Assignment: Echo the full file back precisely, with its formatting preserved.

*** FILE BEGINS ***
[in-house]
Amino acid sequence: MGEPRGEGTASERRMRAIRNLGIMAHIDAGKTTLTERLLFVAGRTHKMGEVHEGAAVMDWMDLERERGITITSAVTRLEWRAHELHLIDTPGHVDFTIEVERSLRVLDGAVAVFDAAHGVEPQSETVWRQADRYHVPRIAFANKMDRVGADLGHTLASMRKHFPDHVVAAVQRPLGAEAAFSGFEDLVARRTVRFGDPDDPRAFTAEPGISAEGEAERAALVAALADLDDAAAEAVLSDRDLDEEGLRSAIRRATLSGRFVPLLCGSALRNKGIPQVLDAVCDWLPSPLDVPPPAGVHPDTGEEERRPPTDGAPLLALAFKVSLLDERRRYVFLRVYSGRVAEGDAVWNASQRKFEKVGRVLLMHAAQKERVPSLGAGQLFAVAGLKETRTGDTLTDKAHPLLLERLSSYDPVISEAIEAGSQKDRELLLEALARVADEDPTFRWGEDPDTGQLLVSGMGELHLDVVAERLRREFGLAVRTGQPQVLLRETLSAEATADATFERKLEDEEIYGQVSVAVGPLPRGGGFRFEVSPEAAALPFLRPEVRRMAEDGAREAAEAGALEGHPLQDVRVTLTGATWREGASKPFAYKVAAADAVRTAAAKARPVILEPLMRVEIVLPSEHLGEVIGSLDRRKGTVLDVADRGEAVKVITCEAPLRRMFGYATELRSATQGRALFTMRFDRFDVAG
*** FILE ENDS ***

[in-house]
Amino acid sequence: MGEPRGEGTASERRMRAIRNLGIMAHIDAGKTTLTERLLFVAGRTHKMGEVHEGAAVMDWMDLERERGITITSAVTRLEWRAHELHLIDTPGHVDFTIEVERSLRVLDGAVAVFDAAHGVEPQSETVWRQADRYHVPRIAFANKMDRVGADLGHTLASMRKHFPDHVVAAVQRPLGAEAAFSGFEDLVARRTVRFGDPDDPRAFTAEPGISAEGEAERAALVAALADLDDAAAEAVLSDRDLDEEGLRSAIRRATLSGRFVPLLCGSALRNKGIPQVLDAVCDWLPSPLDVPPPAGVHPDTGEEERRPPTDGAPLLALAFKVSLLDERRRYVFLRVYSGRVAEGDAVWNASQRKFEKVGRVLLMHAAQKERVPSLGAGQLFAVAGLKETRTGDTLTDKAHPLLLERLSSYDPVISEAIEAGSQKDRELLLEALARVADEDPTFRWGEDPDTGQLLVSGMGELHLDVVAERLRREFGLAVRTGQPQVLLRETLSAEATADATFERKLEDEEIYGQVSVAVGPLPRGGGFRFEVSPEAAALPFLRPEVRRMAEDGAREAAEAGALEGHPLQDVRVTLTGATWREGASKPFAYKVAAADAVRTAAAKARPVILEPLMRVEIVLPSEHLGEVIGSLDRRKGTVLDVADRGEAVKVITCEAPLRRMFGYATELRSATQGRALFTMRFDRFDVAG